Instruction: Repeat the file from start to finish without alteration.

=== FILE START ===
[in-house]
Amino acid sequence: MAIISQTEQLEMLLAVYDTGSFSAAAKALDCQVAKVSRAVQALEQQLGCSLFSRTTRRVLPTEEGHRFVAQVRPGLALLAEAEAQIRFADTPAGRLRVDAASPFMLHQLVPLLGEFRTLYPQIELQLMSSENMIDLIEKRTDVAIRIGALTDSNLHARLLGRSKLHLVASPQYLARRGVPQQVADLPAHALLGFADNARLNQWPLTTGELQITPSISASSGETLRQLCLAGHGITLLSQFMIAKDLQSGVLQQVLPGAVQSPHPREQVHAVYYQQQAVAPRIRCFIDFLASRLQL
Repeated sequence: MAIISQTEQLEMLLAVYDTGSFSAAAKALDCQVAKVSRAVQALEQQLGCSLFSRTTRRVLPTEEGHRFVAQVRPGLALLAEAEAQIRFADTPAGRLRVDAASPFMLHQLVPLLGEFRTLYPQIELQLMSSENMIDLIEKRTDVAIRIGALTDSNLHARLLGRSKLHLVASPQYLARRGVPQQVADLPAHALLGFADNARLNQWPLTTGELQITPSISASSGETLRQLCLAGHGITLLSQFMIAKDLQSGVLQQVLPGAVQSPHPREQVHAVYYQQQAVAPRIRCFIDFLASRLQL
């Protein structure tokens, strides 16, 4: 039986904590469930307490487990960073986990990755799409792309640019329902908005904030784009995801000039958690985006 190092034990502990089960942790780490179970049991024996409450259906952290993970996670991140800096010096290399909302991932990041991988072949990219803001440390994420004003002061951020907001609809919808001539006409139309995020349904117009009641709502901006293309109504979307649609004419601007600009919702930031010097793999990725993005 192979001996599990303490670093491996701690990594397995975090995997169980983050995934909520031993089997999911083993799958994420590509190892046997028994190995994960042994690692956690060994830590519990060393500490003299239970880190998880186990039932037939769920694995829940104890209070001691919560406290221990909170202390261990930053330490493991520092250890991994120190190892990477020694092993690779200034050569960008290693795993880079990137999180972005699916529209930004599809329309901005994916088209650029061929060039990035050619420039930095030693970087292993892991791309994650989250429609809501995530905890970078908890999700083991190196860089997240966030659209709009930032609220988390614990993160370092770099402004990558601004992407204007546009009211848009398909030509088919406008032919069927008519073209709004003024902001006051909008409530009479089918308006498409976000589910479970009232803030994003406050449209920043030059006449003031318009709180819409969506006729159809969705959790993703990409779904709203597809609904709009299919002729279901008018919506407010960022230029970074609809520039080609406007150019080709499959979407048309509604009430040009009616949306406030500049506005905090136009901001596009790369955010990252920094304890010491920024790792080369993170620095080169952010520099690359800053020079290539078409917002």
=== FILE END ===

[in-house]
Amino acid sequence: MAIISQTEQLEMLLAVYDTGSFSAAAKALDCQVAKVSRAVQALEQQLGCSLFSRTTRRVLPTEEGHRFVAQVRPGLALLAEAEAQIRFADTPAGRLRVDAASPFMLHQLVPLLGEFRTLYPQIELQLMSSENMIDLIEKRTDVAIRIGALTDSNLHARLLGRSKLHLVASPQYLARRGVPQQVADLPAHALLGFADNARLNQWPLTTGELQITPSISASSGETLRQLCLAGHGITLLSQFMIAKDLQSGVLQQVLPGAVQSPHPREQVHAVYYQQQAVAPRIRCFIDFLASRLQL
Repeated sequence: MAIISQTEQLEMLLAVYDTGSFSAAAKALDCQVAKVSRAVQALEQQLGCSLFSRTTRRVLPTEEGHRFVAQVRPGLALLAEAEAQIRFADTPAGRLRVDAASPFMLHQLVPLLGEFRTLYPQIELQLMSSENMIDLIEKRTDVAIRIGALTDSNLHARLLGRSKLHLVASPQYLARRGVPQQVADLPAHALLGFADNARLNQWPLTTGELQITPSISASSGETLRQLCLAGHGITLLSQFMIAKDLQSGVLQQVLPGAVQSPHPREQVHAVYYQQQAVAPRIRCFIDFLASRLQL
């Protein structure tokens, strides 16, 4: 039986904590469930307490487990960073986990990755799409792309640019329902908005904030784009995801000039958690985006 190092034990502990089960942790780490179970049991024996409450259906952290993970996670991140800096010096290399909302991932990041991988072949990219803001440390994420004003002061951020907001609809919808001539006409139309995020349904117009009641709502901006293309109504979307649609004419601007600009919702930031010097793999990725993005 192979001996599990303490670093491996701690990594397995975090995997169980983050995934909520031993089997999911083993799958994420590509190892046997028994190995994960042994690692956690060994830590519990060393500490003299239970880190998880186990039932037939769920694995829940104890209070001691919560406290221990909170202390261990930053330490493991520092250890991994120190190892990477020694092993690779200034050569960008290693795993880079990137999180972005699916529209930004599809329309901005994916088209650029061929060039990035050619420039930095030693970087292993892991791309994650989250429609809501995530905890970078908890999700083991190196860089997240966030659209709009930032609220988390614990993160370092770099402004990558601004992407204007546009009211848009398909030509088919406008032919069927008519073209709004003024902001006051909008409530009479089918308006498409976000589910479970009232803030994003406050449209920043030059006449003031318009709180819409969506006729159809969705959790993703990409779904709203597809609904709009299919002729279901008018919506407010960022230029970074609809520039080609406007150019080709499959979407048309509604009430040009009616949306406030500049506005905090136009901001596009790369955010990252920094304890010491920024790792080369993170620095080169952010520099690359800053020079290539078409917002």